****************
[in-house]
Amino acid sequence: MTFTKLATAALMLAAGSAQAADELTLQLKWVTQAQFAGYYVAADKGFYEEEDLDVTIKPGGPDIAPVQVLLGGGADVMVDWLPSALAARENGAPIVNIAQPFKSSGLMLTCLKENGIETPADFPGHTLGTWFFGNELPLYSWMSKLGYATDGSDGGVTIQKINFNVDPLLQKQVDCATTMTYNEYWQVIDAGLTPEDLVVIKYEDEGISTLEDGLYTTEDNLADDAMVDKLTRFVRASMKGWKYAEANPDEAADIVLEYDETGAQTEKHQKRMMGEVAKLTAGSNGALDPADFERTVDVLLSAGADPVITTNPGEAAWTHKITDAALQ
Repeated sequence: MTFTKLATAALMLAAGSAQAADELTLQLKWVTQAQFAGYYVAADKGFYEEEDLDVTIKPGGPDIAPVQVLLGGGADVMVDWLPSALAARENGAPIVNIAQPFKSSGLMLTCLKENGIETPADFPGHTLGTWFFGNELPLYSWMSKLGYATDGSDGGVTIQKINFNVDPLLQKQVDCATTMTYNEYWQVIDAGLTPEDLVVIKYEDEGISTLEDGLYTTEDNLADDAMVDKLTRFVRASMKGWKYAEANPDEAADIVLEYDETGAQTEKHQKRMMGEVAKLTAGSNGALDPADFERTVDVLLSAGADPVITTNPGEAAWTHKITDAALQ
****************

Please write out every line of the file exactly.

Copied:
[in-house]
Amino acid sequence: MTFTKLATAALMLAAGSAQAADELTLQLKWVTQAQFAGYYVAADKGFYEEEDLDVTIKPGGPDIAPVQVLLGGGADVMVDWLPSALAARENGAPIVNIAQPFKSSGLMLTCLKENGIETPADFPGHTLGTWFFGNELPLYSWMSKLGYATDGSDGGVTIQKINFNVDPLLQKQVDCATTMTYNEYWQVIDAGLTPEDLVVIKYEDEGISTLEDGLYTTEDNLADDAMVDKLTRFVRASMKGWKYAEANPDEAADIVLEYDETGAQTEKHQKRMMGEVAKLTAGSNGALDPADFERTVDVLLSAGADPVITTNPGEAAWTHKITDAALQ
Repeated sequence: MTFTKLATAALMLAAGSAQAADELTLQLKWVTQAQFAGYYVAADKGFYEEEDLDVTIKPGGPDIAPVQVLLGGGADVMVDWLPSALAARENGAPIVNIAQPFKSSGLMLTCLKENGIETPADFPGHTLGTWFFGNELPLYSWMSKLGYATDGSDGGVTIQKINFNVDPLLQKQVDCATTMTYNEYWQVIDAGLTPEDLVVIKYEDEGISTLEDGLYTTEDNLADDAMVDKLTRFVRASMKGWKYAEANPDEAADIVLEYDETGAQTEKHQKRMMGEVAKLTAGSNGALDPADFERTVDVLLSAGADPVITTNPGEAAWTHKITDAALQ